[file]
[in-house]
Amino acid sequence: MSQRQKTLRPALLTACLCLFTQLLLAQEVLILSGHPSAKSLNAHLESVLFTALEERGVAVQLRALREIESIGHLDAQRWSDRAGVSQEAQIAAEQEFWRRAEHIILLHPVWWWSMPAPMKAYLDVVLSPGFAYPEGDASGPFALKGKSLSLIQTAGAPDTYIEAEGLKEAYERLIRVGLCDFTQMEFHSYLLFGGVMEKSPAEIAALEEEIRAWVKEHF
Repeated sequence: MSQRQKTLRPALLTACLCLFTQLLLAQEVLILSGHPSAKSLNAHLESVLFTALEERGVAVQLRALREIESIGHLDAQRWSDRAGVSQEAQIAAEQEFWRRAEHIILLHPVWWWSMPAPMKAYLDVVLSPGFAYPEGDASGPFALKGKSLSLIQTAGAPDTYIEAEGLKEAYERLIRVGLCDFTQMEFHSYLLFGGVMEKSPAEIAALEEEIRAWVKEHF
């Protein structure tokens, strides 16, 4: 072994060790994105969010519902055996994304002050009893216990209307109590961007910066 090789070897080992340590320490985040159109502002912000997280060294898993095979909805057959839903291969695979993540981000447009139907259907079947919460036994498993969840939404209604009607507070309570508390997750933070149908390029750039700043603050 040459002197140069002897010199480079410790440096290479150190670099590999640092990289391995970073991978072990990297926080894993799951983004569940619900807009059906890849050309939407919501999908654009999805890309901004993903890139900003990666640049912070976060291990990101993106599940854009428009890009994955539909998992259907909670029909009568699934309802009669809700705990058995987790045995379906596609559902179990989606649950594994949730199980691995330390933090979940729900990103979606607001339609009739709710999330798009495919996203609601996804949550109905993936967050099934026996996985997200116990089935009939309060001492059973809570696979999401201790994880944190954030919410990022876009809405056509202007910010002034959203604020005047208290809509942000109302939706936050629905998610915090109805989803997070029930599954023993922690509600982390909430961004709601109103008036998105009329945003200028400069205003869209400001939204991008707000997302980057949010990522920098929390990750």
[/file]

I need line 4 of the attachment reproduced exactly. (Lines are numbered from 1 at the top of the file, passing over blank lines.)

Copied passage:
């Protein structure tokens, strides 16, 4: 072994060790994105969010519902055996994304002050009893216990209307109590961007910066 090789070897080992340590320490985040159109502002912000997280060294898993095979909805057959839903291969695979993540981000447009139907259907079947919460036994498993969840939404209604009607507070309570508390997750933070149908390029750039700043603050 040459002197140069002897010199480079410790440096290479150190670099590999640092990289391995970073991978072990990297926080894993799951983004569940619900807009059906890849050309939407919501999908654009999805890309901004993903890139900003990666640049912070976060291990990101993106599940854009428009890009994955539909998992259907909670029909009568699934309802009669809700705990058995987790045995379906596609559902179990989606649950594994949730199980691995330390933090979940729900990103979606607001339609009739709710999330798009495919996203609601996804949550109905993936967050099934026996996985997200116990089935009939309060001492059973809570696979999401201790994880944190954030919410990022876009809405056509202007910010002034959203604020005047208290809509942000109302939706936050629905998610915090109805989803997070029930599954023993922690509600982390909430961004709601109103008036998105009329945003200028400069205003869209400001939204991008707000997302980057949010990522920098929390990750």